The fitter chose a current model driver head most like the 2018 model I came in with (a reasonable place to start). He told me we'd start with shafts and told me 80% of the result would come from getting the right shaft.

I then hit 4 good shots (bad shots were thrown out, fitters judgement…) each with 7-8 different shafts. One clearly had a tighter dispersion than the others.

I then hit 4 good shots (bad shot thrown out) each with 3 other heads. They were no better than the first head.

The Club Champion fitter recommended a new head, shaft and grip. Since the CC fitter had told me at the start that the right shaft would give me 80% of the desired improvement, I opted to buy just the new shaft-grip-adapter with my almost new 2018 driver head (replaced a few months ago). The list price for the new head was exactly the same as MSRP for the stock driver with the same head-stock shaft-adapter-grip, no reduction for omitting the stock shaft-adapter-grip --- that seems unfair to me.

Preliminary Results

I’ve now played 10 rounds with my new shaft and I have averaged 7 of 13 fairways on my regular course – I hit 10 fairways once. My last 25 rounds prior with the old stock shaft I averaged 8.1 of 13 fairways on my regular course – and hit 11 fairways 3 times. The new custom fitted driver does not feel any different to me, and my dispersion hasn't changed at all that I can see. There has been no change in distance, but I wasn’t looking for any.

Discussion

Unless you’re a very consistent ball striker, I would contend that 4 shots is nowhere near enough to establish dispersion with any combination of shaft and head, no matter how good or bad your swing is. I’ve seen several articles using from 30 to 70 shots to establish dispersion, though I realize that’s not practical for a fitting especially with 8 shafts and 3 heads. But 4 to draw meaningful conclusions???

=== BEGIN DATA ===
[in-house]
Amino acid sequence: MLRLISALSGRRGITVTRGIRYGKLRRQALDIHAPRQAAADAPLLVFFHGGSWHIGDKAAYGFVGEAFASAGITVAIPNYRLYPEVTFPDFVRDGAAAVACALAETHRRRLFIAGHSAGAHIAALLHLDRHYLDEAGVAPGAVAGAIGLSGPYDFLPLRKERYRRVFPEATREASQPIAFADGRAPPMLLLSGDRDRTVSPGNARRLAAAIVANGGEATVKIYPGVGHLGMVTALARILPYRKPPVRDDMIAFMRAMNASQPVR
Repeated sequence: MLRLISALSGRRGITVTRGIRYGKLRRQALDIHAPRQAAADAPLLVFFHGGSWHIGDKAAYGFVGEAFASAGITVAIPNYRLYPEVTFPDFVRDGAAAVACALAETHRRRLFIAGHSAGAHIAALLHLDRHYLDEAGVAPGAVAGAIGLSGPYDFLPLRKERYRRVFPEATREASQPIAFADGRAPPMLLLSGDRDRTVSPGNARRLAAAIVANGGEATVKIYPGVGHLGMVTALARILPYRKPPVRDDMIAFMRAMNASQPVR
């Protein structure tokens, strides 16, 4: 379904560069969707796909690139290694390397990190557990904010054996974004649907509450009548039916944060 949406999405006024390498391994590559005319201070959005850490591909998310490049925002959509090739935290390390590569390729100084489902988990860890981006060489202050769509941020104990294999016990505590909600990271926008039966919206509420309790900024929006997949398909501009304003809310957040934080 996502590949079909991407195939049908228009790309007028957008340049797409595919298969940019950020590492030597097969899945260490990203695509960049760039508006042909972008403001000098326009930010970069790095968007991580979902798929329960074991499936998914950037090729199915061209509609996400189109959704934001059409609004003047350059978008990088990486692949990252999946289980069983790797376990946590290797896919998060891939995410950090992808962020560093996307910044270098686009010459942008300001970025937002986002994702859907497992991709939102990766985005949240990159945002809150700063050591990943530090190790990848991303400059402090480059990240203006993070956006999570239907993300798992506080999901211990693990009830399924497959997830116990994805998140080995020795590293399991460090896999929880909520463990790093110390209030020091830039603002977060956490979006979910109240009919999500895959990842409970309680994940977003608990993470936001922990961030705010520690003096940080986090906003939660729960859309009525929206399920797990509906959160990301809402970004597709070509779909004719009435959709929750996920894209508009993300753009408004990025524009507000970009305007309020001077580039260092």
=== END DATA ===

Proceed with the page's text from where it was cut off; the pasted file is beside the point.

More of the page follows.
I would contend that if I hit 28 consecutive shots with my previous stock driver, and grouped every 4 consecutive shots into 7 dispersion sets, they would a) not be the same even though nothing had changed, and b) one would probably be tighter than the others just out of pure random chance.

So I strongly suspect the shaft that seemed to perform the best that day was more by chance than anything else. I could have gone another day and hit all the same combinations in the same order, and another “best” could have easily emerged.

Every once in a while people go to fitters and their stock setup is as good or better than anything else the fitter puts in their hands. That might also be just chance, unlucky for Club Champion. Again since you establish a base line first with your stock driver, odds are you will hit better as you go, while using a shaft-head given to you by CC.

I will continue to play with the new driver, and reserve judgement until I’ve played 20-25 rounds, but so far it doesn’t appear there was any value added with my driver fitting at Club Champion. I wouldn’t have gone and paid for a fitting if I wasn’t hoping I’d actually see an improvement - I certainly didn’t want the exercise to fail.

While I am sure there are shaft-head-grips that best suit each of us that will improve our results (a little in most cases, a lot in a few cases) --- I don’t think the methodology above is a reliable way to find it at all. If MGS ever did a Buyers Guide of Club Fitters, that could be very interesting...but I'm not actually recommending it, way too controversial.

 

1. Fittings, good or bad, don't make you hit fairways.  Good fittings provide a tool capable of enough power and enough precision.  In other words, fittings provide a tool best suited to the task.  Strategy/Golf IQ lessons help you make decisions to put the ball in play and training helps you to aim or align to increase your ability of hitting  the ball where you require.  

2. Shafts are not 80% of the equation.  Heads matter most, shafts fine tune.  Once this was shaft thing was stated the opportunity for a good fitting was over.  Therefore, switching heads but keeping the shaft would have compromised a tour level fitting.  

End of Story!

Soap Box Moment - the drivers on tour have a 50+ yard wide dispersion cone.  How big are fairways?  Stop the madness about fairways!!!!  If you don't understand but want to, please contact me!

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3 hours ago, edteergolf said: